(b. 1541, Candia, d. 1614, Toledo)


Tempera on panel, 24 x 18 cm
Galleria Estense, Modena

Probably soon after his arrival in Venice El Greco painted the Modena Triptych. Here he adapts Renaissance principles of representation to a small-scale triptych of a post-Byzantine design common in the Venetian empire. As the wings of the triptych are opened in succession, the sequence of images reveals the state of Man before the Fall to his restoration to a state of Grace through Christ. The scene of The Annunciation is the left panel on the back of the triptych.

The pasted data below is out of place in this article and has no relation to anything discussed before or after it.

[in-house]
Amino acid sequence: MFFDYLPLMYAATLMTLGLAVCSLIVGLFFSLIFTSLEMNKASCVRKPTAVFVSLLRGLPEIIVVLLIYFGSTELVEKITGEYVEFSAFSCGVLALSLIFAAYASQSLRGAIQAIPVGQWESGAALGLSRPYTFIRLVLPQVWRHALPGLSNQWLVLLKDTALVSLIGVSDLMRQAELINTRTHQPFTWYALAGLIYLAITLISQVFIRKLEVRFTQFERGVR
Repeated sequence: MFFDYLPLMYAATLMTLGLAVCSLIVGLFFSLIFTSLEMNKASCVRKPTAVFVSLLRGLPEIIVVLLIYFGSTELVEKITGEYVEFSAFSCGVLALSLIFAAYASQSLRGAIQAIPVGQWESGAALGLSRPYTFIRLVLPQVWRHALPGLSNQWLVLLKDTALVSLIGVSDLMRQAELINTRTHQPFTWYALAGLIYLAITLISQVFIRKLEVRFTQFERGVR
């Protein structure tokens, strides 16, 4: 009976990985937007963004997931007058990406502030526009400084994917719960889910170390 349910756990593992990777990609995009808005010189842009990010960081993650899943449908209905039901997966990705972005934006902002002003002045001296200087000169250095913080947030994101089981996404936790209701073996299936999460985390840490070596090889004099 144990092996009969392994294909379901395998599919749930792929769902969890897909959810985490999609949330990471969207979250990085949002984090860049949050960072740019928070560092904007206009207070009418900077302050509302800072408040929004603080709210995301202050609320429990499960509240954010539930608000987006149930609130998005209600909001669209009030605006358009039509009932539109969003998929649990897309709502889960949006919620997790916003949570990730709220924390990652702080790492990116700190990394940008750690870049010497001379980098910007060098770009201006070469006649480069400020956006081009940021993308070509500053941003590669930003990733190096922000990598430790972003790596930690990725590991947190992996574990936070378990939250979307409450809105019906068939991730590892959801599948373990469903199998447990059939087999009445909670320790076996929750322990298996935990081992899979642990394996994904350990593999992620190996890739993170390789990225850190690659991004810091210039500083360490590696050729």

The Modena Triptych strikingly illustrates El Greco's transition from post-Byzantine icon painter to European artist of the Latin variety. The portable altarpiece, whose unknown patron perhaps stemmed from a Creto-Venetian family, in its open state shows a total of six scenes: on the front, the central panel bears a rare depiction of the Coronation of the Christian Knight, and on the wings we find the Adoration of the Shepherds on the left and the Baptism of Christ on the right. On the reverse, a View of Mount Sinai with its famous convent of St Catherine is flanked by an Annunciation and an Admonition of Adam and Eve by God the Father. This type of object with its gilded frame elements was common in Cretan workshops of the 16th century, as is its use of wood as a painting support.